1804 silver dollar to be sold at August ANA coin show
An 1804 silver dollar worth millions of dollars will go on the auction block Aug. 8 at the American Numismatic Association World’s Fair of Money in the Chicago suburb of Rosemont, Ill.
The Class III dollar will be sold by Stack’s Bowers Galleries in the official convention auction. It is graded Proof-55 by Numismatic Guaranty Corporation.
The firm notes that it “has one of the most distinguished pedigrees that can be imagined.”
Only 15 examples of the date are known. This one is the T. Harrison Garrett Class III coin acquired in 1883 and held by the family until 1942, when it passed to The Johns Hopkins University. It was consigned to Stack’s Bowers Galleries and auctioned in March 1980, setting a price record at the time. The coin changed hands several times over the ensuing years before appearing as lot 1736 in the Stack’s Bowers Galleries 1986 sale of The Harry Einstein Collection. At that point, it entered the collection of Mrs. Laura Sommer, where it resided for decades before being sold to Stack’s Bowers Galleries by its latest owner and current consignor.
This landmark rarity will be offered without reserve.
No 1804-dated dollars were struck in 1804. The 19,570 coins produced that year carried earlier dates as the Mint at the time used dies until they wore out.
Texas dealer B. Max Mehl called the 1804 the “King of American Coins,” in 1941.
Background information provided by Stacks’ Bowers said the first 1804-dated dollars were struck in 1834 for diplomatic presentation coin sets for the King of Siam and the Sultan of Muscat.
Two different reverse dies were used to make the 1804-dated dollars, each mated with the same obverse.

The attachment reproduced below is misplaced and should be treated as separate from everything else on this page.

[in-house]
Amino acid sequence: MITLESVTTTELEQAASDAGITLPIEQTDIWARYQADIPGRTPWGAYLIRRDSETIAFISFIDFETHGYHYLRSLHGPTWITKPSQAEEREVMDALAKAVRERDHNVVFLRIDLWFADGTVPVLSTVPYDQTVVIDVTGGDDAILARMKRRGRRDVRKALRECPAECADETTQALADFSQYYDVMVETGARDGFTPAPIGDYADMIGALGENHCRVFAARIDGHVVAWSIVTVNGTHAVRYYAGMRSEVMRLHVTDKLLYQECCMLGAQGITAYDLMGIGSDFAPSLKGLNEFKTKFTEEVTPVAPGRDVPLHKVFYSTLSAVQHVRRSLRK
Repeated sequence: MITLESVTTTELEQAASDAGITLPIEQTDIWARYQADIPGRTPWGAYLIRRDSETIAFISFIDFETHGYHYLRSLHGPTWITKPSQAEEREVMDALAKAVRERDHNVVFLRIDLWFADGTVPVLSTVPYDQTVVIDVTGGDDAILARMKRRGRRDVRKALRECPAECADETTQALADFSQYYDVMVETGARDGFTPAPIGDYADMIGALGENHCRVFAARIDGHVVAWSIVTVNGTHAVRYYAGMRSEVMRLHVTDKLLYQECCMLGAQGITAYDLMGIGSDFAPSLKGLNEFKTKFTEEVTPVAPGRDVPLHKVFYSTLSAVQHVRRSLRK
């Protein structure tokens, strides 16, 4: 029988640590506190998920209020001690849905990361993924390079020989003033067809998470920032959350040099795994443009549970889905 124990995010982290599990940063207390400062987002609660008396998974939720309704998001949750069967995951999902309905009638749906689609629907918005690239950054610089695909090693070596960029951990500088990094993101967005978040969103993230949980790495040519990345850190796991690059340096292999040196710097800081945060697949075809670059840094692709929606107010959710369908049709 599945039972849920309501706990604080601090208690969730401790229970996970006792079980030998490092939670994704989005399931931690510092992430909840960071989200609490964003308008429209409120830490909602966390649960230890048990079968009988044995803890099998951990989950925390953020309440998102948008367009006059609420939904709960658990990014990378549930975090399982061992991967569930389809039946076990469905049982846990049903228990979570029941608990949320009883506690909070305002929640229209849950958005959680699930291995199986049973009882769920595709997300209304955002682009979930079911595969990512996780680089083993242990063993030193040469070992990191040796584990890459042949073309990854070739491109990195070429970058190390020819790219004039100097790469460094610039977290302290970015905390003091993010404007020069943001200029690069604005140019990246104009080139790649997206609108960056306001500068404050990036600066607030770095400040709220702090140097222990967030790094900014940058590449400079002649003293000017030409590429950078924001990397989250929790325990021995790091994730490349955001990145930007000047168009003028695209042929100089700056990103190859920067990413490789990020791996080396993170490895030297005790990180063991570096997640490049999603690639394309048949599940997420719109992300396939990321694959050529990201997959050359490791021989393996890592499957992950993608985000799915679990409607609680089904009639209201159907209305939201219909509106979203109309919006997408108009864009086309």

Class I 1804-dated dollars: Reverse die with E in STATES over a cloud. Years ago these were called “Original” dollars in some catalogs. These were first officially coined in 1834 for diplomatic presentation purposes, and perhaps continued to be coined through the mid-1850s. Facts are scarce. Eight specimens are known to exist, several of which are in museums. The first example to go into numismatic hands was obtained by Massachusetts collector Matthew A. Stickney in a trade with the Mint Cabinet in 1843. This later went into The Louis E. Eliasberg Sr. Collection and was auctioned by a Stack’s Bowers predecessor firm in 1997. The Class I dollar presented to the Sultan of Muscat went into The Childs Collection and was auctioned in 1999 by a predecessor firm.
Class II 1804-dated dollars: Reverse die with E in STATES over junction between two clouds. Plain edge. Made in 1859. Five said to have been made, three melted, one unaccounted for. Only one is known today and it is struck over a Swiss dollar-sized silver coin. It reposes in The National Coin Collection in the Smithsonian Institution.
Class III 1804-dated dollars: Reverse die as preceding. Lettered edge. Made circa late 1850s onward, last date of manufacture unknown, but possibly into the late 1860s or early 1870s. Six specimens are known to exist.
The coin that will be sold in August was made in 1859 or later. By circa 1875 it was in the hands of Captain John W. Haseltine of Philadelphia, one of the leading rare coin dealers and auction catalogers of the era, who stated that he had found it in the inventory of Koch & Co., professional numismatist in Vienna.
For more information, visit www.stacksbowers.com.